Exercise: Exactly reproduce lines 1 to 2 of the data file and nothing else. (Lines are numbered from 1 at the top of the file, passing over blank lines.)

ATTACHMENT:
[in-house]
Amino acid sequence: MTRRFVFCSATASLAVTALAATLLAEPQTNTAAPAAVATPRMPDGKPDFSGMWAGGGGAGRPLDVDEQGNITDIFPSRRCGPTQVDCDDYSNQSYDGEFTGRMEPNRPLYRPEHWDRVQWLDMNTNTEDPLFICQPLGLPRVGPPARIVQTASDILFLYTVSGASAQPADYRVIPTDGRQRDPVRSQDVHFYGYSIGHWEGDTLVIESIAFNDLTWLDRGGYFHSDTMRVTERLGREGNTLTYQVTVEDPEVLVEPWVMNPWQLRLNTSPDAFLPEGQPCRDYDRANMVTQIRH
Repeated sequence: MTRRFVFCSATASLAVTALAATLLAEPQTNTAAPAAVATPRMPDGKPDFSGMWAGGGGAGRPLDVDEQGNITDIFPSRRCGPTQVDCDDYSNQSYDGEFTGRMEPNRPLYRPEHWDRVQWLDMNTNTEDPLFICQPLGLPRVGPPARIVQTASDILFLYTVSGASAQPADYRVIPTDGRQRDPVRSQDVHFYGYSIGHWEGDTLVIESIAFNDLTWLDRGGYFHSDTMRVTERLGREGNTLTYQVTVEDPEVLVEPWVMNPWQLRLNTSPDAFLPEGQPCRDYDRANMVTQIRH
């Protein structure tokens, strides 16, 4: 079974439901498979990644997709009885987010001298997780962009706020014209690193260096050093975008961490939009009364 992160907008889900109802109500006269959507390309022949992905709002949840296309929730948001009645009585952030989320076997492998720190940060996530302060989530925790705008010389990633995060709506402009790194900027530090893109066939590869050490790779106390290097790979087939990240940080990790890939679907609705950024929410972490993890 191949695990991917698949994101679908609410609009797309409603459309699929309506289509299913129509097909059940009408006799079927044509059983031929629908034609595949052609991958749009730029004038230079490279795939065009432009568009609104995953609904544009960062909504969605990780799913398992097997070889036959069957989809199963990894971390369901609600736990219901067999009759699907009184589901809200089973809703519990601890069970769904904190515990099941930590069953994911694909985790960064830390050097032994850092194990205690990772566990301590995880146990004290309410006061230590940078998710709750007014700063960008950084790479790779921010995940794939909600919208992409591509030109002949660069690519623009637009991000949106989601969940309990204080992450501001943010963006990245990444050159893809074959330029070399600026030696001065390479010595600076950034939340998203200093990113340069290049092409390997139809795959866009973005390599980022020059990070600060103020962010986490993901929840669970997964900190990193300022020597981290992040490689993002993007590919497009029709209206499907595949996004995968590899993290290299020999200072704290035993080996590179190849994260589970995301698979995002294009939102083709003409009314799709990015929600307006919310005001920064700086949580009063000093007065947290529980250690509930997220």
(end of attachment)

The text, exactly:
[in-house]
Amino acid sequence: MTRRFVFCSATASLAVTALAATLLAEPQTNTAAPAAVATPRMPDGKPDFSGMWAGGGGAGRPLDVDEQGNITDIFPSRRCGPTQVDCDDYSNQSYDGEFTGRMEPNRPLYRPEHWDRVQWLDMNTNTEDPLFICQPLGLPRVGPPARIVQTASDILFLYTVSGASAQPADYRVIPTDGRQRDPVRSQDVHFYGYSIGHWEGDTLVIESIAFNDLTWLDRGGYFHSDTMRVTERLGREGNTLTYQVTVEDPEVLVEPWVMNPWQLRLNTSPDAFLPEGQPCRDYDRANMVTQIRH